DBEA55AED16C0C92252A6554BC1553B2 Clicky DBEA55AED16C0C92252A6554BC1553B2 Clicky
April 19, 2024
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With mergers going on in the industry how will airlines’ rankings change?  Using OAG data for flight capacity dated January 24 2011, we can see a before and after if the pending and actual mergers were completed now.

The highlighted airlines in the Post Merger group show how relative rankings change overnight, as it were.  A combined United and Continental jump to #2 and is within 1.2% of #1, Delta. With AirTran included, Southwest jumps to #3.  At#12 we see the combination of TAM and LAN.

At #8 we see the combined British Airways and Iberia now known as International Airline Group (IAG). Clearly if IAG decides to add another airline, such as JAL for example, the group jumps to #6. But if American could join IAG, it would be #1 and ~5% larger than Delta.

Economies of scale are important and we see airlines are following the examples of chemicals, pharma, banking and food.  Bigger is unassailable.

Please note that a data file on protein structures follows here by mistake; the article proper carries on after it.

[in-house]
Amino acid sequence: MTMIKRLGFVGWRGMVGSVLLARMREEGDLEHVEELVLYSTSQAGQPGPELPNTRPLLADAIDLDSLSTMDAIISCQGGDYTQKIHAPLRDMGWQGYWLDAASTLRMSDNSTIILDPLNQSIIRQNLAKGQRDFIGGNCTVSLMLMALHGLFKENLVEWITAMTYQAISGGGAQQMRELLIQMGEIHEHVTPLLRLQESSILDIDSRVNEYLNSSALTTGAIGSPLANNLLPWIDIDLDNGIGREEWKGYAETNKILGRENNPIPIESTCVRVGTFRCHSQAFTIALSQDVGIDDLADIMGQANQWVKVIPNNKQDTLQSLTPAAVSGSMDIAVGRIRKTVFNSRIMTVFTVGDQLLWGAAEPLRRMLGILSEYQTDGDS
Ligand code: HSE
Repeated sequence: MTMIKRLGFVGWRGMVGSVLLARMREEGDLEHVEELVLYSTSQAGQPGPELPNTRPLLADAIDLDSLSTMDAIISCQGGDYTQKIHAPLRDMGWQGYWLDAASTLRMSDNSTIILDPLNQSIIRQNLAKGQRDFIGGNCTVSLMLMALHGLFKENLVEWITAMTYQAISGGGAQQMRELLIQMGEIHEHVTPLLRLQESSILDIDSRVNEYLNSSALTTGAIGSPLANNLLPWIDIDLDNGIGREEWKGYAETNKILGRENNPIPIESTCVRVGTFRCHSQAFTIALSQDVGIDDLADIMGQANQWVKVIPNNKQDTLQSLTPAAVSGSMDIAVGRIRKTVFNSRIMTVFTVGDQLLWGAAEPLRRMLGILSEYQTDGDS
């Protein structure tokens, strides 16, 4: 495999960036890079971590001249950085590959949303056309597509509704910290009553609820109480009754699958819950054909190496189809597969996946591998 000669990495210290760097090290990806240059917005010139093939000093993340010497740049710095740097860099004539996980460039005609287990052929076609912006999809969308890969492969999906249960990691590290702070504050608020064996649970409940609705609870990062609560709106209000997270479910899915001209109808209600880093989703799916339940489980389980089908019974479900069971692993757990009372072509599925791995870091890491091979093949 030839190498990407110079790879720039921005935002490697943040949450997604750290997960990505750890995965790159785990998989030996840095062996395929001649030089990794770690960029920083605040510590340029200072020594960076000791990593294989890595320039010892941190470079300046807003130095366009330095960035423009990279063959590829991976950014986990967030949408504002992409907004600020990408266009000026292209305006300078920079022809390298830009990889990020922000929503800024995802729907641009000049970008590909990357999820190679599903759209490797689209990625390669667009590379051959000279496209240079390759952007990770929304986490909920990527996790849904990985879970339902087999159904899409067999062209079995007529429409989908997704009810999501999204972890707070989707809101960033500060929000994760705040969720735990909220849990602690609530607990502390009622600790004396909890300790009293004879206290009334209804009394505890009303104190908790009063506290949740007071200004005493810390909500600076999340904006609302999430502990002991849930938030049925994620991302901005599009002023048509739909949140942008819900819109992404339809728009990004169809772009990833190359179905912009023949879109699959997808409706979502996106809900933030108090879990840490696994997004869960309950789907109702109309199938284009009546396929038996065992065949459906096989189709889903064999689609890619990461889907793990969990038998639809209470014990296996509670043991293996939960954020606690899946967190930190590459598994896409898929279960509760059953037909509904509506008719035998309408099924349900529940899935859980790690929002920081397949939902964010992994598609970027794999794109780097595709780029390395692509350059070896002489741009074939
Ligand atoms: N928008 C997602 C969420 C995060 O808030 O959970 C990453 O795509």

Which is why we think the IAG example should be watched closely. This is the example airline alliances are watching closely. If it works as designed, there are going to be more of the same. Alliances will be downgraded as airline super groups are formed.

Interestingly, Air France and KLM are a group but are reported separately, and they were the first to  combine forces. Together these two airlines would rank at #6.  If IAG works as planned, this group may be next to develop the cornerstone of another airline super group.

You can figure out who loses as airlines merge. It’s not just passengers, there is a whole industry food chain that depends on a plethora of choice.

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